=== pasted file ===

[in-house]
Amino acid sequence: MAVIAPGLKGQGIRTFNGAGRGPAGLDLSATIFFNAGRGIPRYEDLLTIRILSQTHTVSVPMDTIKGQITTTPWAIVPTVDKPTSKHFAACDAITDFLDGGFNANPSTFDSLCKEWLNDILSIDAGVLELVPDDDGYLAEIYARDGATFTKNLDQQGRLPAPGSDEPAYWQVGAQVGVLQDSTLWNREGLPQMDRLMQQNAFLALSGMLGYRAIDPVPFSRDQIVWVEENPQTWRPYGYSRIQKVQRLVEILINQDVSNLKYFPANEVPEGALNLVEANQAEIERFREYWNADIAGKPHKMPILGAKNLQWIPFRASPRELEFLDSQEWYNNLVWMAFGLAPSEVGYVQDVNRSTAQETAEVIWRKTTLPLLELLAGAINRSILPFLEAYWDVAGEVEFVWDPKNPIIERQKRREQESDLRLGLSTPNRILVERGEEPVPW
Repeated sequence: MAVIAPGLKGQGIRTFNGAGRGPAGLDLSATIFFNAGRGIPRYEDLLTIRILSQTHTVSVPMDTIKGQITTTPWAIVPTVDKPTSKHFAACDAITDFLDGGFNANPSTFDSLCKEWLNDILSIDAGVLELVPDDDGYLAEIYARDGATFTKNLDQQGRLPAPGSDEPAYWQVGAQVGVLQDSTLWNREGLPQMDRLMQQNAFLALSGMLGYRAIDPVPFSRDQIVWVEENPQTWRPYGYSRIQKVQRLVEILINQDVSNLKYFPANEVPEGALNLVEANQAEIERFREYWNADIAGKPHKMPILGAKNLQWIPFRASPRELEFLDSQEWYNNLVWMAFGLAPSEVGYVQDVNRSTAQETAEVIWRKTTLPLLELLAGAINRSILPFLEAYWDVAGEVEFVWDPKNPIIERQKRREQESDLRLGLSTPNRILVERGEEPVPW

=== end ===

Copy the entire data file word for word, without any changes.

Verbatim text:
[in-house]
Amino acid sequence: MAVIAPGLKGQGIRTFNGAGRGPAGLDLSATIFFNAGRGIPRYEDLLTIRILSQTHTVSVPMDTIKGQITTTPWAIVPTVDKPTSKHFAACDAITDFLDGGFNANPSTFDSLCKEWLNDILSIDAGVLELVPDDDGYLAEIYARDGATFTKNLDQQGRLPAPGSDEPAYWQVGAQVGVLQDSTLWNREGLPQMDRLMQQNAFLALSGMLGYRAIDPVPFSRDQIVWVEENPQTWRPYGYSRIQKVQRLVEILINQDVSNLKYFPANEVPEGALNLVEANQAEIERFREYWNADIAGKPHKMPILGAKNLQWIPFRASPRELEFLDSQEWYNNLVWMAFGLAPSEVGYVQDVNRSTAQETAEVIWRKTTLPLLELLAGAINRSILPFLEAYWDVAGEVEFVWDPKNPIIERQKRREQESDLRLGLSTPNRILVERGEEPVPW
Repeated sequence: MAVIAPGLKGQGIRTFNGAGRGPAGLDLSATIFFNAGRGIPRYEDLLTIRILSQTHTVSVPMDTIKGQITTTPWAIVPTVDKPTSKHFAACDAITDFLDGGFNANPSTFDSLCKEWLNDILSIDAGVLELVPDDDGYLAEIYARDGATFTKNLDQQGRLPAPGSDEPAYWQVGAQVGVLQDSTLWNREGLPQMDRLMQQNAFLALSGMLGYRAIDPVPFSRDQIVWVEENPQTWRPYGYSRIQKVQRLVEILINQDVSNLKYFPANEVPEGALNLVEANQAEIERFREYWNADIAGKPHKMPILGAKNLQWIPFRASPRELEFLDSQEWYNNLVWMAFGLAPSEVGYVQDVNRSTAQETAEVIWRKTTLPLLELLAGAINRSILPFLEAYWDVAGEVEFVWDPKNPIIERQKRREQESDLRLGLSTPNRILVERGEEPVPW